Archive for June, 2011

Then And Now

June 26, 2011 2 comments

There has been some recent comment that life was better in times gone by but is that really the case? Take corruption –  it has been around for thousands of years and I fear that it will continue. The only realistic hope is that more serious efforts will be made to reduce the level of it. It is alleged  that some miners were a wee bit creative  regarding their coal production output but nonetheless they were very courageous to work at a pit in the first place.

Certainly there was a core of considerate, kindly Deerness Valley people in generations gone by but on looking at Victorian newspapers I find that plenty of violence occurred in mining communities as well as elsewhere. Likewise there are some considerate and kindly people in the valley today, as well as a few bad apples.

Do you agree that one of the problems is the ever increasing emphasis on having possessions rather than quality relationships? It has been said that many people are ambitious but only to the extent that they want to own more that everyone else in their immediate locality. Is  excessive capitalism doing us in? Is it dividing us and giving us an inferior set of values?  Are we getting to be ‘Go Compare’ automatons?


Categories: Memories

Your past will catch you up.

June 23, 2011 Leave a comment

This is a tale that shows that your past will catch up with you from the most unexpected sources.

When I was about 14/15 years old I purchased a Diana air rifle for use mostly down the beck.  Much against my Mothers wishes God Bless her.

Let me emphasise that neither I nor my pals ever used the rifle to kill birds or any other living creature.  We used it for target practice using bottles from the Refuse tip which was situated on the other side of the beck from the pump house.   The pump house was situated on the New Brancepeth side of the beck and two cast iron pipes left the back of the building and went up the hill and into the ground at the top of the hill.  Outside the Pump House jutting out from the bank of the beck were two concrete channels which led into a round brick chamber which was always full of beck water.  I can never remember any water being pumped up the hill or the sound of any pumping machinery inside the building.  I can only think that this unit was built at the same time as the New Brancepeth Coke ovens at the end of the 19th or the early years of the 20th. century and water at that time was pumped from the beck to cool the coke as the ram pushed the white coke from the oven on to the tram which carried the it  up a slight incline where the it was loaded on to railway trucks for onward movement.  The Coke Ovens incidentally were built by German engineers and the the first manager was named Schwarz.  Am I disgressing a little from my tale.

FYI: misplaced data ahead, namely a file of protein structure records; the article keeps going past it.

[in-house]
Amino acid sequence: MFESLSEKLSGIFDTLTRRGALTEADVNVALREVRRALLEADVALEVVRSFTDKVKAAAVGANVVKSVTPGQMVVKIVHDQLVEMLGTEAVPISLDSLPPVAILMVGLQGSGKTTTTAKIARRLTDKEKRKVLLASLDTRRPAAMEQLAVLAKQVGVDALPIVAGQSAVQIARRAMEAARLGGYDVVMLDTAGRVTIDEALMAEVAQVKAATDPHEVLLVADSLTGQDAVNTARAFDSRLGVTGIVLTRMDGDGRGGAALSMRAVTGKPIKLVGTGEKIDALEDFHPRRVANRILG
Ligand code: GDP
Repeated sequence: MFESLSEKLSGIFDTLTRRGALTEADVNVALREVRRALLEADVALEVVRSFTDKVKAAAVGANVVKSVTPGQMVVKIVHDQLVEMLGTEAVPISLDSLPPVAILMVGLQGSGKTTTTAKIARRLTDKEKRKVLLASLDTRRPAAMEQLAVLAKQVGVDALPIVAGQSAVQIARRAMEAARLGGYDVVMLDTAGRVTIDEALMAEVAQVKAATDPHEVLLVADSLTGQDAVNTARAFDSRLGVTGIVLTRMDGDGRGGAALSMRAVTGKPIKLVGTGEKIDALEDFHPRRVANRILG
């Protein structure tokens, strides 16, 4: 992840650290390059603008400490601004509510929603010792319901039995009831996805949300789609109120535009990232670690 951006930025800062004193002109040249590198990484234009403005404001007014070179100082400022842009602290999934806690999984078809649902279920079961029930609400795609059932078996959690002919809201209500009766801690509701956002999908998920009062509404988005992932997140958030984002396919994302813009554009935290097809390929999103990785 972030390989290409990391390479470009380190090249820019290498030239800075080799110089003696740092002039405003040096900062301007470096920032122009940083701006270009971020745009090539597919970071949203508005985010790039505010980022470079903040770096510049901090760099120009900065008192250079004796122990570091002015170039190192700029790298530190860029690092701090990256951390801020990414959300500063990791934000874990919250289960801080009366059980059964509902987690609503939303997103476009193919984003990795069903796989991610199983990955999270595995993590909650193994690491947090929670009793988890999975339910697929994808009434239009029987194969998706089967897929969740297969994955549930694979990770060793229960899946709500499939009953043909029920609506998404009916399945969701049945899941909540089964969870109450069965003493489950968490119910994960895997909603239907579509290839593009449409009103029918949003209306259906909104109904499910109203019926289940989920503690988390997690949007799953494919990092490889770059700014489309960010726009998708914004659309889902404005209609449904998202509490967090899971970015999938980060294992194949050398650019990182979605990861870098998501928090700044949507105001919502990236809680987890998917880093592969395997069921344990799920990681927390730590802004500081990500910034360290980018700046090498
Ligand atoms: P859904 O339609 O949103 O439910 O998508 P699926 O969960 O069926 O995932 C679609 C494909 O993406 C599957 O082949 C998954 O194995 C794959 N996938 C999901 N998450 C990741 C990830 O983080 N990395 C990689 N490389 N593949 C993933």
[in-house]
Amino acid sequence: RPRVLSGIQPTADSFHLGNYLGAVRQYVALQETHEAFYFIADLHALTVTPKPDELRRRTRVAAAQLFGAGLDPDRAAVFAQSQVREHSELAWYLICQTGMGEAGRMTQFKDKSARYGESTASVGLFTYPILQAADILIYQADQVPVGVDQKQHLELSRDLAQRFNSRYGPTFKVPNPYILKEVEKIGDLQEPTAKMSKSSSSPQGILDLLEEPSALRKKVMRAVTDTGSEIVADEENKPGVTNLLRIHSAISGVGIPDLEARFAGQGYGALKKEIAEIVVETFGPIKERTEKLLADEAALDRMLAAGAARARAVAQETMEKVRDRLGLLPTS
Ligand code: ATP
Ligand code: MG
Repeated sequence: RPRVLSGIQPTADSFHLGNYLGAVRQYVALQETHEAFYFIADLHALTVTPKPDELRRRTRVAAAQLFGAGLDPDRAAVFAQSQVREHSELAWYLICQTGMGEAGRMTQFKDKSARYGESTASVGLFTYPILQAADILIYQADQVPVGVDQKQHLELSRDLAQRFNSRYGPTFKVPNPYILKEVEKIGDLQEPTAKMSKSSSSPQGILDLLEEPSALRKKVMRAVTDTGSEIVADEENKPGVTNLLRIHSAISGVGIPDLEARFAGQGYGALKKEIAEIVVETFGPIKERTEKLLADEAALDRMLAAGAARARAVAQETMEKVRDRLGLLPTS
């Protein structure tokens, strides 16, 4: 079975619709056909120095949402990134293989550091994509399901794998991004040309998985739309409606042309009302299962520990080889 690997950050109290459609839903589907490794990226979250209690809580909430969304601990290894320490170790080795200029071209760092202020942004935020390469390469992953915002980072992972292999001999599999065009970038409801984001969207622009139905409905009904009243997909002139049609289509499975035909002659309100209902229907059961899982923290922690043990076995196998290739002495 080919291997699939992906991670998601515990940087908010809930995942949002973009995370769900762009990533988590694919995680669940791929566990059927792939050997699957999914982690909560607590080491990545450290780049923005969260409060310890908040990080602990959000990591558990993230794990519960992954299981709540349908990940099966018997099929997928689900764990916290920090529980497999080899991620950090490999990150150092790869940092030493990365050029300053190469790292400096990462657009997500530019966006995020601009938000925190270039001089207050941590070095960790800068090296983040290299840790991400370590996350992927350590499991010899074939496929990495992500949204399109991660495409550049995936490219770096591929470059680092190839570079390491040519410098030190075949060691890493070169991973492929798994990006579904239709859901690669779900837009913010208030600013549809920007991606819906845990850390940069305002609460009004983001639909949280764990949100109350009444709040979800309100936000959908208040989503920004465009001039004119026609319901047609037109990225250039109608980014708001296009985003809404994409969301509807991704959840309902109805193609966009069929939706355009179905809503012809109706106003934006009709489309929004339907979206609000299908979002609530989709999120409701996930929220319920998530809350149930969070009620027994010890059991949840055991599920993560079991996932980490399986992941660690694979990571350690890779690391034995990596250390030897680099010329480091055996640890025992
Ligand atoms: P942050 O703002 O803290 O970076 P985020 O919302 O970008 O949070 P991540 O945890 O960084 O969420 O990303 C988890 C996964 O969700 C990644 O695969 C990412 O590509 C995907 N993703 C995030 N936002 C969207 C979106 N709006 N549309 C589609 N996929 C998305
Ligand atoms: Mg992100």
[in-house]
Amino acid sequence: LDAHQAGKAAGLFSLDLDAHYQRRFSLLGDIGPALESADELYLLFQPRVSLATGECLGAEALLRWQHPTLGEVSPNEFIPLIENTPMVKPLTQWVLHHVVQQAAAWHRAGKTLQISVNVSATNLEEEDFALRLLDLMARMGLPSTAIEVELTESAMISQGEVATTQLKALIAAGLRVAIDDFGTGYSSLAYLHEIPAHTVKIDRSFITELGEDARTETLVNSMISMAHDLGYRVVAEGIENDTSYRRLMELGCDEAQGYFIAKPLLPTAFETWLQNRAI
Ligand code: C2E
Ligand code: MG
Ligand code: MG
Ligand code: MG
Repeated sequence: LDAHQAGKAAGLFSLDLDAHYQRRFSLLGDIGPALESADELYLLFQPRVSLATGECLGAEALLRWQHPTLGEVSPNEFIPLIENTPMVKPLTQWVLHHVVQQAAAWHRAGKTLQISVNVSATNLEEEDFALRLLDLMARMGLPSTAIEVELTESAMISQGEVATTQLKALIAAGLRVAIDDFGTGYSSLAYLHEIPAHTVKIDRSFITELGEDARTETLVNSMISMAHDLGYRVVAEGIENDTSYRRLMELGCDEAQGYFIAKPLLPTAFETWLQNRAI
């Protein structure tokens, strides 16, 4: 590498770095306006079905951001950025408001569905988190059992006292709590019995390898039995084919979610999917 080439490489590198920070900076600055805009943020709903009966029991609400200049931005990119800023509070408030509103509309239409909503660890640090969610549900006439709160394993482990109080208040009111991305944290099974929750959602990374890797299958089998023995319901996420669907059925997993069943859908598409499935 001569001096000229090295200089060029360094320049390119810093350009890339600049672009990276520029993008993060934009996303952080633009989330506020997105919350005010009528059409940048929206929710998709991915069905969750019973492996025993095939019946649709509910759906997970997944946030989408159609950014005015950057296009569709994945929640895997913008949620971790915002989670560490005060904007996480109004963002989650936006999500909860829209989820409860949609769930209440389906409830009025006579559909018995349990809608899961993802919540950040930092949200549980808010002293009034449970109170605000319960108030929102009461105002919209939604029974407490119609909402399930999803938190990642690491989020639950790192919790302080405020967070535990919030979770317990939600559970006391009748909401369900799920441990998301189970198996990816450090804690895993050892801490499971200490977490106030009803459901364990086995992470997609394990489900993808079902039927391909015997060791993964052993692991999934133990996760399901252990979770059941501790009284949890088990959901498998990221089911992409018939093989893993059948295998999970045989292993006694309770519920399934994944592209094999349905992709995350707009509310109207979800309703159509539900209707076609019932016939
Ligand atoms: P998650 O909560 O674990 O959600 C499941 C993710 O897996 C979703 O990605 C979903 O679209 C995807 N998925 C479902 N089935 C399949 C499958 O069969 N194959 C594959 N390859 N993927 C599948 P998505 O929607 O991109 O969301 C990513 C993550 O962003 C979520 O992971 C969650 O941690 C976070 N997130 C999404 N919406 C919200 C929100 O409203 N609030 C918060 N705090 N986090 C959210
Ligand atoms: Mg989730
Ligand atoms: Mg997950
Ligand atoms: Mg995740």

Anyway we lined bottles up on the two pipes and and lay on the grass at the top of the bank and fired at the bottles and that was the main use of the air  rifle.

Even all those years ago you were not allowed to carry the air rifle in public.  To get over the problem of carrying the air rifle from No. 6 Victoria Court down throught the village I used the ingenious method of breaking the rifle (not literally) and sliding it barrel first down through the waistband of my trousers and into my turned down wellies which was the usual footwear for the beck.  In my infinite wisdom I thought that no one could see it hidden as it was.  I was so wrong.

In June 1965 as a member of the Durham County Police I was posted up to Jarrow.  I had previously served 5 years in the Regular Army.  Like the Army,  Police Officers were posted to different Police Stations throughout the County.  One officer was posted in from Barnard Castle and I thought I knew his face.  A few weeks later I was working with him and on learning my name he asked if I came from Ushaw Moor.  On learning that I had lived at Ushaw Moor he then asked me “Have you still got the air rifle which you used to take down the beck hidden down  the side of your right leg?”

So you see people know your secrets and some day they will catch you up.  That is a little industrial history and a little incident in my life.

Categories: Memories

Horatio Carter

June 15, 2011 2 comments

In answer to Brian M, Raich Carter did indeed play for Esh Winning of the Northern League and  er…Sunderland, Derby County…..

George Camsell, another famous player of the time, also had a spell with Esh Winning.

For the benefit of many Ushaw Moor Facebook fans let me explain that Carter, in his day, was a magnificent footballer; he was captain of the Sunderland football team that won the FA Cup in 1937. Because it was the habit of professional footballers, during WW2 service, to ‘guest’ for the nearest local professional team, Derby County had the benefit of Carter during their 1945 FA Cup win. Its an amazing fact that in the 60s I worked with the brother of the 1945 Cup Final referee, E D Smith.

Raich Carter was a fan of Charlie Buchan, another famous footballer; in his time Buchan was as well known as Bobby Charlton. Buchan was known to visit Temperance Terrace to see my great grandfather George Hope – probably because George was a football scout.

Still I have to be careful of the Cluff police and his agents [tongue/cheek] because this has little to do with Ushaw Moor memories. Clough? Another quite famous football name. Do you agree young man?


Categories: Memories

Ushaw College

June 14, 2011 17 comments

It is with great sadness that I received  the news that Ushaw College is to close this month.  The College has been in its present situation since 1808 and as such it very much a part of the history of the local area.  The main buildings were built in the 19th century and amongst the architects that designed them were the father and son named Pugin.  They were of national renown and designed many churches and buildings in the Victorian era.  The farm attached to the College must be unique in the fact that the buildings were designed my one of the Pugins.

When I was a boy the College was very well used and boys from the age of eleven years old went to be educated and train for the priesthood in the Catholic Church.  There was a junior seminary behind the high stone wall situated near the College farm and the adult students were educated in the area of the College nearest Bearpark.  On a Wedneday afternoon large groups of the younger boys could be seen walking through the village in their red blazers and grey trousers.

Many of the staff working at the College were from the local villages and it provided employment for many people.   My late eldest brother Jim , God Bless him, worked at the College for 12 years as a joiner until his retirement.  I went up a few times to see him at his lunch break and he showed me around and at one time the College was a self sufficient unit.  It produced its own gas before the arrival of electricity.  It had its own bakery, kitchens, tailors, swimming baths, cemetery, infirmary and a large maintenance staff, stonemasons, bricklayers, painters, joiners, etc.  The domestic staff were girls from Ireland and the local area.

The College has its own unique sporting game named “Cat”  I do not know the rules but there was an inter College League and the game was played on a grassed area at the top of the Drive leading up from the Gate nearest Bearpark.  There were sports fields on the other side of the road opposite the above mentioned gate and more sports fields in front of the Junior Seminary.